5 Recent speculations  about possible partitioning of some lithophile elements (including U and Th) into the metallic core are still debated [50,51]. This would explain the anomalous Sm/Nd ratio observed in the silicate Earth and would represent an additional radiogenic heat source for the geodynamo process.
7 The difference of ∼0.8 TNU with respect to the value reported in  is the result of the neutrino survival probability function calculated from each cell using the updated oscillation parameters. The oscillation amplifies the reduction of the signal due to the presence of surrounding carbonatic rocks poor in Th and U.
8 For year 2019 the data are not yet available, so we use the data of 2018.
The Borexino program is made possible by funding from Istituto Nazionale di Fisica Nucleare (INFN) (Italy), National Science Foundation (NSF) (USA), Deutsche Forschungsgemeinschaft (DFG) and Helmholtz-Gemeinschaft (HGF) (Germany), Russian Foundation for Basic Research (RFBR) (Grants No. 16-29-13014ofi-m, No. 17-02-00305A, and No. 19-02-00097A) and Russian Science Foundation (RSF) (Grant No. 17-12-01009) (Russia), and Narodowe Centrum Nauki (NCN) (Grant No. UMO 2017/26/M/ST2/00915) (Poland). We acknowledge the hospitality and support of the Laboratori Nazionali del Gran Sasso in Italy. The authors thank Matteo Albèri, Kassandra Raptis, and Andrea Serafini for their support.
APPENDIX: LIST OF ACRONYMS
|A||BSE model Anderson, 2007 |
|BDT||Boosted decision tree|
|BSE||Bulk silicate Earth|
|BTB||Borexino trigger board|
|BTB4||The same as MTB flag, see below|
|CC model||Cosmochemical bulk silicate Earth model|
|CLM||Continental lithospheric margin|
|DFV||Dynamical fiducial volume|
|DMP||Dimethylphthalate (DMP, C6H4(COOCH3)2)|
|e− or β−||Electron|
|e+ or β+||Positron|
|Ep||Energy of the prompt IBD candidate|
|Ed||Energy of the delayed IBD candidate|
|FADC||Flash analog-to-digital converter|
|FEB||Front end board|
|FFL||Far field lithosphere|
|FR model||Fully radiogenic bulk silicate Earth model|
|FWFD||Fast wave form digitizer|
|G4Bx2||geant4 based Borexino Monte Carlo code|
|GC model||Geochemical bulk silicate Earth model|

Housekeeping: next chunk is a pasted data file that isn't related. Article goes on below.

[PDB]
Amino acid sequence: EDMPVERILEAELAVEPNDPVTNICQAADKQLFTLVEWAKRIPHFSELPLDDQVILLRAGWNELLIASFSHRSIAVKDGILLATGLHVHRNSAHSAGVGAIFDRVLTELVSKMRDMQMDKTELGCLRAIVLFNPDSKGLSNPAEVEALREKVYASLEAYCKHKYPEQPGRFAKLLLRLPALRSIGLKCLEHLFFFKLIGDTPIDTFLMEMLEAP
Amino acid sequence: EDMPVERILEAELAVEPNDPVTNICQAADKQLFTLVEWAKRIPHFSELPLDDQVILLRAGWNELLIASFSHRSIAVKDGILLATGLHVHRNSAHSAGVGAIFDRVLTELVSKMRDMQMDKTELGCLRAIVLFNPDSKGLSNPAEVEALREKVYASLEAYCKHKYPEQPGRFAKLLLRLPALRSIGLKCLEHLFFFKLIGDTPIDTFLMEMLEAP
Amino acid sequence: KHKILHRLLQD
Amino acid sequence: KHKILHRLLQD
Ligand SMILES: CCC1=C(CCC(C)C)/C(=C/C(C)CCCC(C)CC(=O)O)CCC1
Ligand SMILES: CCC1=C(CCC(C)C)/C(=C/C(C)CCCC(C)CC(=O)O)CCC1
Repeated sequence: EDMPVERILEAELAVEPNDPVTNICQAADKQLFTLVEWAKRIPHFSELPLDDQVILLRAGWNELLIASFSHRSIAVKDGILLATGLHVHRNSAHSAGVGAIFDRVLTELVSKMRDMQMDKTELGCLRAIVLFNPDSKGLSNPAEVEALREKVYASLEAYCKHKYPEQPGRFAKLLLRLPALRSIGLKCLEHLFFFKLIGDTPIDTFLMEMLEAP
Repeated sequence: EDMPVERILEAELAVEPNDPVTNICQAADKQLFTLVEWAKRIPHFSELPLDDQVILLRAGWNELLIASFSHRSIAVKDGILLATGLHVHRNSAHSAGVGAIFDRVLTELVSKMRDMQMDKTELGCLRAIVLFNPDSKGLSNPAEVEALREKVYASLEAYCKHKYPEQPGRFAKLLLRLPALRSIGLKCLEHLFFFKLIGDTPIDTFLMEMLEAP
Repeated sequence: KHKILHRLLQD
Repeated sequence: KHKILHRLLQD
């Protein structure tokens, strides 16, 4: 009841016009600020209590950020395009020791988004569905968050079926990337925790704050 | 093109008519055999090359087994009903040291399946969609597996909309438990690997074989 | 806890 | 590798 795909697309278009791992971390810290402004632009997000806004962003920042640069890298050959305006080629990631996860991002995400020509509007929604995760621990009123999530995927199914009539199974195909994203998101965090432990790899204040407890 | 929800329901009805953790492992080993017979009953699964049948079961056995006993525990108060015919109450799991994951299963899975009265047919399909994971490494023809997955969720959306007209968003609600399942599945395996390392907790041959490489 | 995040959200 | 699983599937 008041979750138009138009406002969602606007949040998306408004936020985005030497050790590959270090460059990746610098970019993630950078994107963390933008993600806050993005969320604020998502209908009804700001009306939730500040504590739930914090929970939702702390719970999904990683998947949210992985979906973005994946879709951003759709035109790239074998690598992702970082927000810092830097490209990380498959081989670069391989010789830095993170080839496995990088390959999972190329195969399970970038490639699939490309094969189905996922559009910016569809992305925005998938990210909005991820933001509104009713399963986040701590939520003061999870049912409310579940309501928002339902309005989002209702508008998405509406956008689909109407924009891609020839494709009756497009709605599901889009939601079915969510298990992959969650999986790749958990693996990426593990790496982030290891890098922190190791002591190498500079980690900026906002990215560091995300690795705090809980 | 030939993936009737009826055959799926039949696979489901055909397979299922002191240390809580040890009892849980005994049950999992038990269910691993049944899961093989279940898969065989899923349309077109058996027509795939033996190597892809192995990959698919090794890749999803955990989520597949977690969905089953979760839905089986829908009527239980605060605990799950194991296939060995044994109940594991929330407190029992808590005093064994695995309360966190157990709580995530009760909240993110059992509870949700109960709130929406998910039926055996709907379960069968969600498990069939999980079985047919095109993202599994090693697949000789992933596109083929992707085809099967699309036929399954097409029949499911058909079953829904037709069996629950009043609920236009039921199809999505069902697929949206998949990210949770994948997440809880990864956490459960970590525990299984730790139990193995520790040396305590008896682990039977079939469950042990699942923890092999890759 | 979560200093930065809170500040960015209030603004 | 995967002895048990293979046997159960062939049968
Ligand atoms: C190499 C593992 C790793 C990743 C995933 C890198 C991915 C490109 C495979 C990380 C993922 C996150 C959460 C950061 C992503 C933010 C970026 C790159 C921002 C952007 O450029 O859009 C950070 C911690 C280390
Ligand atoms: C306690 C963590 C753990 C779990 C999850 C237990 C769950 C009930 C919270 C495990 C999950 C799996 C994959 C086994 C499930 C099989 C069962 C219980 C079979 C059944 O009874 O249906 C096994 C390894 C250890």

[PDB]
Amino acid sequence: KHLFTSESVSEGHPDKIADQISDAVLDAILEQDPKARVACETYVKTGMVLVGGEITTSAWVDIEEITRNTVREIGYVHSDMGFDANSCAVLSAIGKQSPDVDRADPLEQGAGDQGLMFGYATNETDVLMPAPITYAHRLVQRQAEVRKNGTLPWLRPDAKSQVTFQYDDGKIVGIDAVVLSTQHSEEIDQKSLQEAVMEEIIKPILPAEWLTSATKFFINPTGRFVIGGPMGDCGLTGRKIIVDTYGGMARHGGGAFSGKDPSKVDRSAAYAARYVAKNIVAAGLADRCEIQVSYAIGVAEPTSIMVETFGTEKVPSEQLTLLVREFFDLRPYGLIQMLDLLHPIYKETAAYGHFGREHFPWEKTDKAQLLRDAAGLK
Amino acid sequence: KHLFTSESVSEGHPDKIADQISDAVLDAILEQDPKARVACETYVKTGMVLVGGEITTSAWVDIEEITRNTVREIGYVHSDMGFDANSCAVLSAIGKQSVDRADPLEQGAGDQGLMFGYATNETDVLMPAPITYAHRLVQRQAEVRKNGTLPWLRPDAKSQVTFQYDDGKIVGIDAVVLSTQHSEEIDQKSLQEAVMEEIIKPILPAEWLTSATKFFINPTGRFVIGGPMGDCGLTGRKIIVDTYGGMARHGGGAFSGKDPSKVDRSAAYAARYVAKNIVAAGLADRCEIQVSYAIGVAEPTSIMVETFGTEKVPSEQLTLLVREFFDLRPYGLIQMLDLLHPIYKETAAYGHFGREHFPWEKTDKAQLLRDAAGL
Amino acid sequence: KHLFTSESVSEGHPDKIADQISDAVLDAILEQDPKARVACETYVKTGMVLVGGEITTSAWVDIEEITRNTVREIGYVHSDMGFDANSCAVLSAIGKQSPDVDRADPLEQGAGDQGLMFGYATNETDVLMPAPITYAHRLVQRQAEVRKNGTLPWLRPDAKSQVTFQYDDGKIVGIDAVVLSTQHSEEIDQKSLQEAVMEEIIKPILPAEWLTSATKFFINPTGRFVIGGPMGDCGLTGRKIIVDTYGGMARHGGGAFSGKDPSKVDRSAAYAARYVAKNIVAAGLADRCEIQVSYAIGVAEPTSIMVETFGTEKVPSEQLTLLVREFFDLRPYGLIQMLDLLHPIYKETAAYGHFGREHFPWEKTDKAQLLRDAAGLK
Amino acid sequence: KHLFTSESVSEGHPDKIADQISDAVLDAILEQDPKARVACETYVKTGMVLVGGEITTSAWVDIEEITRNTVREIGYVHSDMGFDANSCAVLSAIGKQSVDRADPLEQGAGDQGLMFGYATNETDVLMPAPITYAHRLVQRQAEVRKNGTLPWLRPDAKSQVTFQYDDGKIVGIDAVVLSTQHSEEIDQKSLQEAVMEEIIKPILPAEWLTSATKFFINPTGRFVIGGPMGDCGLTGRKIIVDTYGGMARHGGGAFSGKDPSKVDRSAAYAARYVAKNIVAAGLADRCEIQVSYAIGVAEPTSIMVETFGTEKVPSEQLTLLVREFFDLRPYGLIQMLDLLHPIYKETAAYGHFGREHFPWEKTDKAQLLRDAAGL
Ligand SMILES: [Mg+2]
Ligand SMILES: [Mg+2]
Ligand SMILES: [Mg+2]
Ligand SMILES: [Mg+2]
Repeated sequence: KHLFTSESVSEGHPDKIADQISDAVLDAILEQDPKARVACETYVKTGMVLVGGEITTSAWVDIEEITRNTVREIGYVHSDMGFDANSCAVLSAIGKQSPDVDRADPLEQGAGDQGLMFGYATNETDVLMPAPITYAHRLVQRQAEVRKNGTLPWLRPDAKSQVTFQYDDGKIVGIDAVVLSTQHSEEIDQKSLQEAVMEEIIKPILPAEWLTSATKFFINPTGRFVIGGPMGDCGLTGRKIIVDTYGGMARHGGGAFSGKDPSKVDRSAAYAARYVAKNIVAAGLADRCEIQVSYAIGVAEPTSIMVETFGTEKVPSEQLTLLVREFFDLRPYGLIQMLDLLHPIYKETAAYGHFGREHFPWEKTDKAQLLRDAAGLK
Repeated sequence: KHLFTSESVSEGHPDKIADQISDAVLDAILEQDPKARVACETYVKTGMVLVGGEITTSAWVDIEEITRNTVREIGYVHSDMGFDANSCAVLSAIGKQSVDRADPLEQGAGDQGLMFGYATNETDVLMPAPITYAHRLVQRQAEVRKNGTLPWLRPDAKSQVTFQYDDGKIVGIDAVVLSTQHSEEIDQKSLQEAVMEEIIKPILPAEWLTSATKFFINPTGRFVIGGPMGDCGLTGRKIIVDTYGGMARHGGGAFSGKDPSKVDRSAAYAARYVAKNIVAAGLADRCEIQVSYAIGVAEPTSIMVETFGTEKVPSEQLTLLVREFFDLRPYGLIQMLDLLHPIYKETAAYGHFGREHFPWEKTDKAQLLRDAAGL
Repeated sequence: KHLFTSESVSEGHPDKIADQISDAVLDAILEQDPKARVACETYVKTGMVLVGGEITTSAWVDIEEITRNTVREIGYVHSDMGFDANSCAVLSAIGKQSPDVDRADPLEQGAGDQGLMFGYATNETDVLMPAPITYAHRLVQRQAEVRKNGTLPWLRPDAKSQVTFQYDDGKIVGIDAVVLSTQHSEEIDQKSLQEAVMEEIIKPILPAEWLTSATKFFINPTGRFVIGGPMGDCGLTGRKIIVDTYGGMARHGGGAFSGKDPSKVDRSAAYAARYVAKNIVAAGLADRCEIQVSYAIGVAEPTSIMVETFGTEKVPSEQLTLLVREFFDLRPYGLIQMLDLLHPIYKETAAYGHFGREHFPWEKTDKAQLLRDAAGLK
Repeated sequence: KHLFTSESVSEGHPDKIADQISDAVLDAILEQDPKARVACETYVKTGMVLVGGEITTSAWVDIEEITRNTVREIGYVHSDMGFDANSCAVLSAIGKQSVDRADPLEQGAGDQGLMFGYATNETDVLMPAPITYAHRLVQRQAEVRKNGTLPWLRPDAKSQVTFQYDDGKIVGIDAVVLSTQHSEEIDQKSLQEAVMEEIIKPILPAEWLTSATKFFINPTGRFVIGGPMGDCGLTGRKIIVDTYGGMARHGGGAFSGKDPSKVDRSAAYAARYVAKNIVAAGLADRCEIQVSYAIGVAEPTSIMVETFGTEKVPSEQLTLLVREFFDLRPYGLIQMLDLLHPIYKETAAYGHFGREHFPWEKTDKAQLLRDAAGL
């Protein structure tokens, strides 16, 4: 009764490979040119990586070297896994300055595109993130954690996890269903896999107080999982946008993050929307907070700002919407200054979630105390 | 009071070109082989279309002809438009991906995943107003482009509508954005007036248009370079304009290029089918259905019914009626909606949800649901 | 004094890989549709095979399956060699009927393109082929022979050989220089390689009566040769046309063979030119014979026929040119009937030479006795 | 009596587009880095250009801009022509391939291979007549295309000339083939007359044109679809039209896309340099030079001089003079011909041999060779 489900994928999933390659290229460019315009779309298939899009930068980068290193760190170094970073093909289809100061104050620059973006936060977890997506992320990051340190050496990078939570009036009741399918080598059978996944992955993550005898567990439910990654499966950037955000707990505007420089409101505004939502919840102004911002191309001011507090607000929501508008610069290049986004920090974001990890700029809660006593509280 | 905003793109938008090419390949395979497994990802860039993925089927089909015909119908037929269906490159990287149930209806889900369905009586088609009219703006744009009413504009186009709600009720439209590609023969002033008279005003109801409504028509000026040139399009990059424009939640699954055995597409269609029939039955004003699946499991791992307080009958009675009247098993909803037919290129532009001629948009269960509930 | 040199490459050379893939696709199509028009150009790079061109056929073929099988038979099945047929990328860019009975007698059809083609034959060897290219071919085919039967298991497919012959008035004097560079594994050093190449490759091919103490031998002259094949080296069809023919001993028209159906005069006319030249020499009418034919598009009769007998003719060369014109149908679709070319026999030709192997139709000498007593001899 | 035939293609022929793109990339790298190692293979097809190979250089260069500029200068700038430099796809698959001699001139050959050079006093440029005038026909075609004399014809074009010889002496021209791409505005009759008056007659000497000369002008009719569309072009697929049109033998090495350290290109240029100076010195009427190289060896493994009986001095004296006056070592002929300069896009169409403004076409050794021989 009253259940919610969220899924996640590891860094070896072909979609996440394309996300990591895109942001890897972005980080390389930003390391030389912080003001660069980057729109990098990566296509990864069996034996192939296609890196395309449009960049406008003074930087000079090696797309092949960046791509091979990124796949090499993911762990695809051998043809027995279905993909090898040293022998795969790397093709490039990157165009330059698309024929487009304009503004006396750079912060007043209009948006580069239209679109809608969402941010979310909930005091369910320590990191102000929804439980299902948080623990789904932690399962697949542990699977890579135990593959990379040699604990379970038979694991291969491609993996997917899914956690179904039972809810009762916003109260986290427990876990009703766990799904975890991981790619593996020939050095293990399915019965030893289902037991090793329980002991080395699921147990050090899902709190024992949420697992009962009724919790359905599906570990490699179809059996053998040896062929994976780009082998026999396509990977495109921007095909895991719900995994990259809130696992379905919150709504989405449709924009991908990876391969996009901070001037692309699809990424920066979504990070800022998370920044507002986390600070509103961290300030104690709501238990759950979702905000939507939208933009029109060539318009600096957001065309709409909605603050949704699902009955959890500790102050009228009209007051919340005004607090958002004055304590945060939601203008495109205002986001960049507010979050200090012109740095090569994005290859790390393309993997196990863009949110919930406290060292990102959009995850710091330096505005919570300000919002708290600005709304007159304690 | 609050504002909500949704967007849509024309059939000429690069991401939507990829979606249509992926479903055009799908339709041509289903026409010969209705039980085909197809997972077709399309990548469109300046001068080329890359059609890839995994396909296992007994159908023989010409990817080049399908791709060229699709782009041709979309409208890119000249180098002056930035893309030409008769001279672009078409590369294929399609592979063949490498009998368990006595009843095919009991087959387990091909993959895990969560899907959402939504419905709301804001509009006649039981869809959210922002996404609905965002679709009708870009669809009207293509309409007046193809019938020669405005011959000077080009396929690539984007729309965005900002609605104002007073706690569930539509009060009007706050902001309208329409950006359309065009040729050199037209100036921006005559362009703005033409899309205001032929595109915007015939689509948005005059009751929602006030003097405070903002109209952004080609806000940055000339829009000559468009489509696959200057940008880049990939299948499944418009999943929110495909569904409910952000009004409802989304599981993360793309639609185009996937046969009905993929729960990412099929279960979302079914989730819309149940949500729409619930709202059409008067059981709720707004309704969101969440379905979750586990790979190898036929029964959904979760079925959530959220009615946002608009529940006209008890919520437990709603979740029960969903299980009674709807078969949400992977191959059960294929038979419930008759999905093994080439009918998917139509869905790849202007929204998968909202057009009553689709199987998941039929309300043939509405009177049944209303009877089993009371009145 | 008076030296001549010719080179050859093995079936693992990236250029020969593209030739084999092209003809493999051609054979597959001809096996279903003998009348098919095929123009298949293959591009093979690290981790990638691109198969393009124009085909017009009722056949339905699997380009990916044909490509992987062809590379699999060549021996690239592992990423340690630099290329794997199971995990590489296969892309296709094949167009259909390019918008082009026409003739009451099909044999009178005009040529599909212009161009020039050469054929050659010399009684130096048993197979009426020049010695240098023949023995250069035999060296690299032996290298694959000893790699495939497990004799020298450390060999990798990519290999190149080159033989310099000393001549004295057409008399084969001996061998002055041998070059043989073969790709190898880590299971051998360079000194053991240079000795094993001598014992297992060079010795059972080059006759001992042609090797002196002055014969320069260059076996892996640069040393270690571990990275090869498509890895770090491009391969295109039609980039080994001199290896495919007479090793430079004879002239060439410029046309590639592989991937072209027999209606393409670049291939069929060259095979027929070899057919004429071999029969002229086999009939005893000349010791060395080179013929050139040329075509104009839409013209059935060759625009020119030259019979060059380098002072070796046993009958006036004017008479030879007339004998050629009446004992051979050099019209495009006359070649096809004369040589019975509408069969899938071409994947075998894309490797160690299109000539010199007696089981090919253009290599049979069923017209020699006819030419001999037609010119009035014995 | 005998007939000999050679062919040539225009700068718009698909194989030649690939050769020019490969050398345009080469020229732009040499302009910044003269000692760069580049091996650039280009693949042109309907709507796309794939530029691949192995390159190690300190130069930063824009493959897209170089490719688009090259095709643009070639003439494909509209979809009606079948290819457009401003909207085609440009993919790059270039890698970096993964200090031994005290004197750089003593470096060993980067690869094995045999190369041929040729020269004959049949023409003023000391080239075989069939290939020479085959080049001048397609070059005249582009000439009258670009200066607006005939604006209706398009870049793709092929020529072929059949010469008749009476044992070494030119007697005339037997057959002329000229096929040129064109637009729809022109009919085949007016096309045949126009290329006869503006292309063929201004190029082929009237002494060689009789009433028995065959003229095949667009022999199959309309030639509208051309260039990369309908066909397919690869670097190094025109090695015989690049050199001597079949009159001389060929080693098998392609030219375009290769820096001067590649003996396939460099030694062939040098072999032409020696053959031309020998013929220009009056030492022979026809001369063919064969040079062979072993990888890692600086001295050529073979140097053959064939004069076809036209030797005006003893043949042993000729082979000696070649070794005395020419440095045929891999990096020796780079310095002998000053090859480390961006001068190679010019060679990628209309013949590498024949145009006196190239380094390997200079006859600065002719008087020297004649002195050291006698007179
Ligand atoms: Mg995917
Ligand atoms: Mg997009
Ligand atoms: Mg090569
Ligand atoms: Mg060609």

|GD model||Geodynamical bulk silicate Earth model|
|GR1, GR2, GR3||3 studied positions of georeactor inside the Earth|
|Hrad||Earth’s radiogenic heat|
|HCCrad||Earth’s continental crust radiogenic heat|
|Hmantlerad||Earth’s mantle radiogenic heat|
|HLSprad||Earth’s lithosphere radiogenic heat|
|HSC||Earth’s heat from the secular cooling|
|Htot||Integrated total surface heat flux of the Earth|
|HPEs||Heat producing elements|
|HSc||High scenario of the mantle signal prediction|
|IBD||Inverse beta decay|
|IDF||Inner detector flag|
|ISc||Intermediate scenario of the mantle signal prediction|
|J||BSE model Javoy et al., 2010 |
|LF||Load factor of nuclear power plants|
|L & K||BSE model Lyubetskaya & Korenaga, 2007 |
|LNGS||Laboratori Nazionali del Gran Sasso|
|LSc||Low scenario of the mantle signal prediction|
|M & S||BSE model McDonough & Sun, 1995 |
|MTB||Muon trigger board|
|MTF||Muon trigger flag|
|m w.e.||Meter water equivalent|
|¯νe||Electron flavor antineutrino|
|Nh||Number of detected hits|
|NP||Number of triggered PMTs|
|Npe||Number of detected photoelectrons|
|Pee||Survival probability of electron flavor neutrino|
|PC||Pseudocumene liquid scintillator, C6H3(CH3)3, 1,2,4-trimethylbenzene|
|Probability distribution function|
|PMNS||Pontecorvo–Maki–Nakagawa–Sakata mixing matrix|
|PPO||Fluorescent dye, C15H11NO, 2,5-diphenyloxazole|
|P & O||BSE model Palme and O’Neil, 2003 |
|Qp||Charge of the prompt IBD candidate|
|Qd||Charge of the delayed IBD candidate|
|RR||Rest of the region|
|SSS||Stainless steel sphere|
|SVM||Support vector machine|
|T||BSE model Taylor, 1980 |
|TMVA||Toolkit for multivariate data analysis|
|TNU||Terrestrial neutrino unit|
|T & S||BSE model Turcotte & Schubert, 2002 |
|URCV||Convective Urey ratio|
|W||BSE model Wang et al., 2018 |
|WE||Water extraction procedure of LS-purification|